|Project Name||Pasta Miasta||Posted in||Café, Restaurants||Opening Hours||Monday to Saturday 12.00 - 22.00 / Sunday 12.00 - 20.00|
|Telephone||+48 786 121 100||Design Studio||Studio Turbo|
The Polish city of Gdynia, unlike its Pomeranian neighbours that feature old town centres of gabled roofs and stepped gables, is a paradigm of modernist architecture as it was mostly built up in the 1920s and 30s, which could explain its current status as a hotbed of contemporary design. Case in point, Pasta Miasta, a new restaurant designed by Paulina Kisiel of Studio TURBO, which combines an urban sensibility with a rustic vibe while referencing the inimitable style of Italian cafés.
Located on the town’s main shopping street, the space underwent extensive renovation to restore an open layout of 90 square metres, expose its original brick walls and create a full glazed façade that both invites people to look inside while providing abundant daylight during the day. The space is partitioned longitudinally in two with the open-air kitchen on the right as you enter and the larger sitting area on the left through which you are led to an external patio in the back, where the restaurant extends out to during the summer months. The exposed kitchen references the traditional Italian pasta eateries but also allows customers to view the chefs producing the pasta on site.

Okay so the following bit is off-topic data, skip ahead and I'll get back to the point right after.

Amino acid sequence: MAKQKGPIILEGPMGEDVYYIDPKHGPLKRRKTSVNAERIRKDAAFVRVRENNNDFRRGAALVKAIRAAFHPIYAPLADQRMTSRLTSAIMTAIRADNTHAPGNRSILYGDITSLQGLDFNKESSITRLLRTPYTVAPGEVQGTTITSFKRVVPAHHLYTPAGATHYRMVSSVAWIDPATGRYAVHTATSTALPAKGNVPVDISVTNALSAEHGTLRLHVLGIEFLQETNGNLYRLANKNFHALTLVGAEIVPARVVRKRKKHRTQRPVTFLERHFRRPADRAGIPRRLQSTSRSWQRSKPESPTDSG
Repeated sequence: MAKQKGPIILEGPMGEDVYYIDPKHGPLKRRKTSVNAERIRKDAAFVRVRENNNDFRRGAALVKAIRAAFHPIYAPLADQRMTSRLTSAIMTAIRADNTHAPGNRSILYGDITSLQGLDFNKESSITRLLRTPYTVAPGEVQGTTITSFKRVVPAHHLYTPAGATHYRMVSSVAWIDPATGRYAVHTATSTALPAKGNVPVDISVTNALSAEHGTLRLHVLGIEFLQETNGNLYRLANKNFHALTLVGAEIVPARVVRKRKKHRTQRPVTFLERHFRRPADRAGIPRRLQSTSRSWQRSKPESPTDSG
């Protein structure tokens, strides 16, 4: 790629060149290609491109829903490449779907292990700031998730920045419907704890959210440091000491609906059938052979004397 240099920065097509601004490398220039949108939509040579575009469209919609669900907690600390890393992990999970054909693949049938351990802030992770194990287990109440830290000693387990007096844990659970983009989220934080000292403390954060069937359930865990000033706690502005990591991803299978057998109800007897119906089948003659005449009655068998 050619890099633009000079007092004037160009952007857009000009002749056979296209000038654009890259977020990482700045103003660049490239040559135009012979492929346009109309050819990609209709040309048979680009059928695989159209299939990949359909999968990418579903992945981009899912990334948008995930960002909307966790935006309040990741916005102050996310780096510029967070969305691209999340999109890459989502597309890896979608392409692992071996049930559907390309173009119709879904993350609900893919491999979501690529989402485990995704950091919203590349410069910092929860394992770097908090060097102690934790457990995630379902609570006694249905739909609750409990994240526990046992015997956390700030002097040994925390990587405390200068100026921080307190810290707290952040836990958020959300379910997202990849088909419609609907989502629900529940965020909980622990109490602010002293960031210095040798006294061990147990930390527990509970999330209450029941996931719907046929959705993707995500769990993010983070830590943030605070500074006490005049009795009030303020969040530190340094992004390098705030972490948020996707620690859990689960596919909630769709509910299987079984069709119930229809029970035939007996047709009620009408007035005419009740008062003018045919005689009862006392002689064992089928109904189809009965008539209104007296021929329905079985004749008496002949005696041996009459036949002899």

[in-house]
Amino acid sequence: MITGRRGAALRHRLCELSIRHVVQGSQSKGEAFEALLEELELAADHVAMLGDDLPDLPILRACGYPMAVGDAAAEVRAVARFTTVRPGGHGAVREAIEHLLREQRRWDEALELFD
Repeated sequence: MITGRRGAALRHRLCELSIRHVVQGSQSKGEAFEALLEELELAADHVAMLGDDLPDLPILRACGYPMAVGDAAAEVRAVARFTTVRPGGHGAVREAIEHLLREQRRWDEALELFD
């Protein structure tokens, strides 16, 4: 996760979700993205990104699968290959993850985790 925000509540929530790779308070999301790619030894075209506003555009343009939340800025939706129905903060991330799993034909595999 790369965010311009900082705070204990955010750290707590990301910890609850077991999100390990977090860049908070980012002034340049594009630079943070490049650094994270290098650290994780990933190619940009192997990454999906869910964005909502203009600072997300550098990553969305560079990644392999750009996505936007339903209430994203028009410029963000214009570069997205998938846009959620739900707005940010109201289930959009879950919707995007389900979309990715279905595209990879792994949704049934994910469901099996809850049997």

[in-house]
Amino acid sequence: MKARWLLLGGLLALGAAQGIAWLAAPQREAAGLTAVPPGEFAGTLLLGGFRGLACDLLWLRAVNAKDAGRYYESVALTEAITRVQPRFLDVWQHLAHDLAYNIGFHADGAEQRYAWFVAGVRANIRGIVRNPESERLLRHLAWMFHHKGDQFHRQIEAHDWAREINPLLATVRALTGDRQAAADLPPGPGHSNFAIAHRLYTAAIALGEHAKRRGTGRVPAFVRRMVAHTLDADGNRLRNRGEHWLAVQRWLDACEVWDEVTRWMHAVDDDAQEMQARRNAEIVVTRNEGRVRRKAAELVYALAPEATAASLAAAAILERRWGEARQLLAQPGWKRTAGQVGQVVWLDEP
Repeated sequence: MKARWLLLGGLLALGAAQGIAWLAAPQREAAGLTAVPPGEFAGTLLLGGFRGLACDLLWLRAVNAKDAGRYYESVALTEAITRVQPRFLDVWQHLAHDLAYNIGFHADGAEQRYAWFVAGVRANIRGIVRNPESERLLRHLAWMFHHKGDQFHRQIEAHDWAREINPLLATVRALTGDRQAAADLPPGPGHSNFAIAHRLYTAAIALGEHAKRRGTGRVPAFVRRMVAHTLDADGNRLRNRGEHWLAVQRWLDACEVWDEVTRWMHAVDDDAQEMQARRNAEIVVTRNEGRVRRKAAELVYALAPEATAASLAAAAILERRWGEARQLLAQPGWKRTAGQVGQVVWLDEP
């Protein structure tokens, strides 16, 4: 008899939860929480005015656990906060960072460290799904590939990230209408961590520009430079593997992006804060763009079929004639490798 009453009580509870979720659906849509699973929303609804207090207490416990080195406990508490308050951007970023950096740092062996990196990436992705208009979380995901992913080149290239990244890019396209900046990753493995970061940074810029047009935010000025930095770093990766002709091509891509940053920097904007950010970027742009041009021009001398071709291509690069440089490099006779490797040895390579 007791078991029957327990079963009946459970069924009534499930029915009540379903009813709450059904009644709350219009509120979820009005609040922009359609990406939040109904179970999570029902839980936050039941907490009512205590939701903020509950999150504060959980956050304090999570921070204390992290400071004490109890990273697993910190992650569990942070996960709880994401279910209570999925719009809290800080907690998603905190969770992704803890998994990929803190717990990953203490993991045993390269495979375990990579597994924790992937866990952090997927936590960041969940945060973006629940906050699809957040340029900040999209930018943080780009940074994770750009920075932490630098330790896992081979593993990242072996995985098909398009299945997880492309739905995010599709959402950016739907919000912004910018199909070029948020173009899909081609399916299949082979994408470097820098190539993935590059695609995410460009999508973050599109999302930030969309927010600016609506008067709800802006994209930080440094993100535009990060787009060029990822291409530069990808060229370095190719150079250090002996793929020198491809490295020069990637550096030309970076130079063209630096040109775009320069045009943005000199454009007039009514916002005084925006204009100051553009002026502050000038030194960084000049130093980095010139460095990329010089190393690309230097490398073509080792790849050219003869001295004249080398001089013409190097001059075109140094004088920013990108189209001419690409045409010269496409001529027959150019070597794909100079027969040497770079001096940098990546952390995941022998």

Undoubtedly the dining area’s centrepiece, the suspended lightweight mesh cages, filled with vegetation, drops down between hanging glass- and straw-lanterns. An additional niche arrangement of planted pots hanging from wall rails on the back of the space further enhances the feeling of stepping into an urban green-house. The interior is also peppered with elements that bring to mind an Italian neighbourhood café or restaurant such as the cast iron table legs, bistro chairs, black and white checkered tiling and festoon lighting. The designers have achieved a fine balance between these fanciful elements and the raw aesthetic of the exposed brickwork, concrete ceiling with the visible piping and black metal wall-reinforcements through the use of natural, beech wood finishes for chairs, tables, counters and even menus, completing a laid-back ambience that makes Pasta Miasta the perfect place in town to savour a plate of freshly made arrabiata.